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Original Contributions
December 1983

Downbeating Nystagmus: A Review of 62 Cases

Author Affiliations

From the Eye and Ear Unit, Department of Neurology, Royal Prince Alfred Hospital, Australia (Dr Halmagyi); and the Medical Research Council Neuro-Otology Unit, Institute of Neurology (Drs Rudge and Gresty), and the Neuroophthalmology Department (Dr Sanders), National Hospital, London.

Arch Neurol. 1983;40(13):777-784. doi:10.1001/archneur.40.13.777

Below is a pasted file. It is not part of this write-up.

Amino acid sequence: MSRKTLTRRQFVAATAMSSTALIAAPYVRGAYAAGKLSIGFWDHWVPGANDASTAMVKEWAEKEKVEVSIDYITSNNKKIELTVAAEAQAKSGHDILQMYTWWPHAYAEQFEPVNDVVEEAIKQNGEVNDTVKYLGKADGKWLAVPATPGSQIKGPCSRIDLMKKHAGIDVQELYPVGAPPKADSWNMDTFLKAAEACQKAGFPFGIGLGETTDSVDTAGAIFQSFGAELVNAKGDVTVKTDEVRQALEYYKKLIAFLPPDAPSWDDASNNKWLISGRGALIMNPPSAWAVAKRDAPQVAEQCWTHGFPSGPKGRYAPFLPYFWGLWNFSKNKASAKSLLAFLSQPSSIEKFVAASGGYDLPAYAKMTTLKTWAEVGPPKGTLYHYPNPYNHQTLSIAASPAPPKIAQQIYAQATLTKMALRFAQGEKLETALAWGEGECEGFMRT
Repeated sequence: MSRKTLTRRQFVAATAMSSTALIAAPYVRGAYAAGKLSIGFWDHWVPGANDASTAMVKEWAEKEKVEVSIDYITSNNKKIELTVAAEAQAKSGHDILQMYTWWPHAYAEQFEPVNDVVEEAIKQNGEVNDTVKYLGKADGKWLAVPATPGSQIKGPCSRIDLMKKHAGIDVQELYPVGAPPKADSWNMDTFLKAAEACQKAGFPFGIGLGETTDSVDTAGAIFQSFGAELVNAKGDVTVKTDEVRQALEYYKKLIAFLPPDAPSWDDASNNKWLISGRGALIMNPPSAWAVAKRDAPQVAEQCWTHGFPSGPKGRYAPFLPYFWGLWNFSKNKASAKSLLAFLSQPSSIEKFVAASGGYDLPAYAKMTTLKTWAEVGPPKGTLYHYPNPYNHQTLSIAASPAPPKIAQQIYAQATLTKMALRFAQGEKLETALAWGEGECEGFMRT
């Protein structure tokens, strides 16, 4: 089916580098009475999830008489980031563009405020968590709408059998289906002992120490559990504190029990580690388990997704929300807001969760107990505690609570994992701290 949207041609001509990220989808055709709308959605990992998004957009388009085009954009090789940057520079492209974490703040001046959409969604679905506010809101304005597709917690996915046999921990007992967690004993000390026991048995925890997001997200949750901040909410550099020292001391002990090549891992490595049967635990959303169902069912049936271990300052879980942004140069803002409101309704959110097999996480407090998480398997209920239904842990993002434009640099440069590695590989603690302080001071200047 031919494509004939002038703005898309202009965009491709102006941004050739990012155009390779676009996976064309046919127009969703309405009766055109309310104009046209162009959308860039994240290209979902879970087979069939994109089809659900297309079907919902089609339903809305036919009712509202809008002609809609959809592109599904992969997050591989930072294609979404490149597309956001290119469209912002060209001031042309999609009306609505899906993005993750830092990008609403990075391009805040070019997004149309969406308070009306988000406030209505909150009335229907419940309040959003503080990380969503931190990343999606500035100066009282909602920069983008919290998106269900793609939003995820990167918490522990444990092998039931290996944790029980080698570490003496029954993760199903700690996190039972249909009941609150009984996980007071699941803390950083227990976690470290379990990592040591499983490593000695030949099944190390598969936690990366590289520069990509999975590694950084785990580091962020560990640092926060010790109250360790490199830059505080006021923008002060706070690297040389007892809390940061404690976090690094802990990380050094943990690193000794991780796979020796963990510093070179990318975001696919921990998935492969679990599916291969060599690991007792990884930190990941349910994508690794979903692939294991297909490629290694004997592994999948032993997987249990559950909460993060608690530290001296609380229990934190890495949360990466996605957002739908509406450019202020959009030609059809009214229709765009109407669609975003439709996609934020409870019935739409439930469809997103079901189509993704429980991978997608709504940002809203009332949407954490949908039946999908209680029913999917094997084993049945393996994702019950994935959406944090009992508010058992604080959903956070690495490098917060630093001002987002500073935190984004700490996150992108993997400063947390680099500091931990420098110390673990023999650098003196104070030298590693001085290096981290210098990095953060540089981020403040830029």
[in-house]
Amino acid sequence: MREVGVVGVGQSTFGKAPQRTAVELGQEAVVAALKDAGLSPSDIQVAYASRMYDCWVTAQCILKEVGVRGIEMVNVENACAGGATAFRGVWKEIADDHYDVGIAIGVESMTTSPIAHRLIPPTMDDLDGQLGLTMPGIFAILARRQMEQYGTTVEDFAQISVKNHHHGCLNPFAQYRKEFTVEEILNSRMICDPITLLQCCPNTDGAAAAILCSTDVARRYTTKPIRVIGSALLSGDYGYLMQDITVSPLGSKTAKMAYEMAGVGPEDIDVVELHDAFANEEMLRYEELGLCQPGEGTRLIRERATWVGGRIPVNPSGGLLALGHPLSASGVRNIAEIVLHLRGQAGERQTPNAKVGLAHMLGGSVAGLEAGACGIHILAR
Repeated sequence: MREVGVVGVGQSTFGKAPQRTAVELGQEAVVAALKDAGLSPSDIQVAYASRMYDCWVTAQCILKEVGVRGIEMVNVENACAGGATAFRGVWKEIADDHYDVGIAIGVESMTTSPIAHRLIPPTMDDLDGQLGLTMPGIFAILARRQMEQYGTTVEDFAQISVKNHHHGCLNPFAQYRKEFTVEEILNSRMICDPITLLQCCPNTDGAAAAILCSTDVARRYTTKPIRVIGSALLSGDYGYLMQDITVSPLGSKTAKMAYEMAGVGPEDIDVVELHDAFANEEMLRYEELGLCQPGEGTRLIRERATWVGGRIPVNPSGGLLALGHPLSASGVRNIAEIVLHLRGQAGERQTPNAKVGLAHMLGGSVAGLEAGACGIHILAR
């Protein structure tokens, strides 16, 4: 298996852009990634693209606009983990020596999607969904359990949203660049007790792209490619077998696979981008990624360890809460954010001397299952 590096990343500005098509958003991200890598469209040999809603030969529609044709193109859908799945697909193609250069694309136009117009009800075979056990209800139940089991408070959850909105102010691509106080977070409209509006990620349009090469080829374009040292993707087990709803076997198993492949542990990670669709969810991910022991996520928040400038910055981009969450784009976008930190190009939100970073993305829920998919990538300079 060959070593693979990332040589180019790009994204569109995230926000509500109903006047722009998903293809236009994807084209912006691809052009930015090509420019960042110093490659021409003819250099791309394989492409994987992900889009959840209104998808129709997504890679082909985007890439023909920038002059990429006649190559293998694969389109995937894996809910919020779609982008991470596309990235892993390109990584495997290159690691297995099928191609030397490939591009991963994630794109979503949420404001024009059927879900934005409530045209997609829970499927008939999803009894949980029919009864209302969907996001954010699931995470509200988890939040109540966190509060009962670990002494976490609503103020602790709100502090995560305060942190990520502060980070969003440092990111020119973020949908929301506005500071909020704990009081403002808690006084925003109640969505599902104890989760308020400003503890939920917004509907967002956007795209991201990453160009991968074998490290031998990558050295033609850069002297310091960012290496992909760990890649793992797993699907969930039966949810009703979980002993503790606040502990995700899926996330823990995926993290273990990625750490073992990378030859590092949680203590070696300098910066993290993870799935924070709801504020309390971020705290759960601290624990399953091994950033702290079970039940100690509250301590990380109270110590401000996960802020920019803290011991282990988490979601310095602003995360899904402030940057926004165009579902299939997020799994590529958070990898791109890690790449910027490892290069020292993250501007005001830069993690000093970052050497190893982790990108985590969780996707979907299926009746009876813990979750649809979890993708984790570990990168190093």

We reviewed the clinical and oculomotor findings in 62 patients with down-beating nystagmus (DBN). Only those patients whose DBN was enhanced in lateral gaze were included. Apart from gait ataxia, few patients had additional neurologic signs. The two most common causes of DBN were cerebellar ectopia (25%) and cerebellar degeneration (25%) with another 10% having a variety of conditions. In about 40% the cause remained undiagnosed. In some patients with idiopathic DBN and in others with DBN due to cerebellar ectopia, the disease progressed slowly, If at all. In DBN the slow-phase velocity is dependent on vertical head position and head velocity in pitch; vertical pursuit, particularly downward pursuit, is defective and vertical vestibulo-ocular reflexes are intact. We concluded that at least some cases of DBN were due to an imbalance in otolith-ocular reflexes. The lesion causing DBN appears to be in the vestibulocerebellum, perhaps the nodulus, a structure that normally inhibits otolith-ocular reflexes.

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